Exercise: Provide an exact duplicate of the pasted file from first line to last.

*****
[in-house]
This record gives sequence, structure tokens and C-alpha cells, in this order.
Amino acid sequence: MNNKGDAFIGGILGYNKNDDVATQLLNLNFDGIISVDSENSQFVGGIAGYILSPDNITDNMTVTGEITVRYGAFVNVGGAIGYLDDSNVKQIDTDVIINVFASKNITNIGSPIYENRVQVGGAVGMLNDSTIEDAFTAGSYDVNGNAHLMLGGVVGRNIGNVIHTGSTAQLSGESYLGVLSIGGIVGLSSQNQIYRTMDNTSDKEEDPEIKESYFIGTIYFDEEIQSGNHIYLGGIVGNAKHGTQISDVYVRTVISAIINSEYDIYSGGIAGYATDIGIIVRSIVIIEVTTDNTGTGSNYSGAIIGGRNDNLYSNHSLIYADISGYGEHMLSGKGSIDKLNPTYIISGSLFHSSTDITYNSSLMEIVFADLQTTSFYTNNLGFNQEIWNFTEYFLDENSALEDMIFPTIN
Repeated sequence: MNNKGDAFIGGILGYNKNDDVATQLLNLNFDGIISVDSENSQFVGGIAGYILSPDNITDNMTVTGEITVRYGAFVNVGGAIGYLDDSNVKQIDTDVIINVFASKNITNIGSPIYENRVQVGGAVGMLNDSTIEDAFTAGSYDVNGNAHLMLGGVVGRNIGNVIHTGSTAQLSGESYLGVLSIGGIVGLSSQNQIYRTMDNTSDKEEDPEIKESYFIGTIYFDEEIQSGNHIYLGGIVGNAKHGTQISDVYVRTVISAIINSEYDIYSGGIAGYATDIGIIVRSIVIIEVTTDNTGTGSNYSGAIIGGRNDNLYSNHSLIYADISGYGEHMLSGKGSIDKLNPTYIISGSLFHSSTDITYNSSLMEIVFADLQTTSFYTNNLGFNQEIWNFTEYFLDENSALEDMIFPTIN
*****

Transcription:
[in-house]
This record gives sequence, structure tokens and C-alpha cells, in this order.
Amino acid sequence: MNNKGDAFIGGILGYNKNDDVATQLLNLNFDGIISVDSENSQFVGGIAGYILSPDNITDNMTVTGEITVRYGAFVNVGGAIGYLDDSNVKQIDTDVIINVFASKNITNIGSPIYENRVQVGGAVGMLNDSTIEDAFTAGSYDVNGNAHLMLGGVVGRNIGNVIHTGSTAQLSGESYLGVLSIGGIVGLSSQNQIYRTMDNTSDKEEDPEIKESYFIGTIYFDEEIQSGNHIYLGGIVGNAKHGTQISDVYVRTVISAIINSEYDIYSGGIAGYATDIGIIVRSIVIIEVTTDNTGTGSNYSGAIIGGRNDNLYSNHSLIYADISGYGEHMLSGKGSIDKLNPTYIISGSLFHSSTDITYNSSLMEIVFADLQTTSFYTNNLGFNQEIWNFTEYFLDENSALEDMIFPTIN
Repeated sequence: MNNKGDAFIGGILGYNKNDDVATQLLNLNFDGIISVDSENSQFVGGIAGYILSPDNITDNMTVTGEITVRYGAFVNVGGAIGYLDDSNVKQIDTDVIINVFASKNITNIGSPIYENRVQVGGAVGMLNDSTIEDAFTAGSYDVNGNAHLMLGGVVGRNIGNVIHTGSTAQLSGESYLGVLSIGGIVGLSSQNQIYRTMDNTSDKEEDPEIKESYFIGTIYFDEEIQSGNHIYLGGIVGNAKHGTQISDVYVRTVISAIINSEYDIYSGGIAGYATDIGIIVRSIVIIEVTTDNTGTGSNYSGAIIGGRNDNLYSNHSLIYADISGYGEHMLSGKGSIDKLNPTYIISGSLFHSSTDITYNSSLMEIVFADLQTTSFYTNNLGFNQEIWNFTEYFLDENSALEDMIFPTIN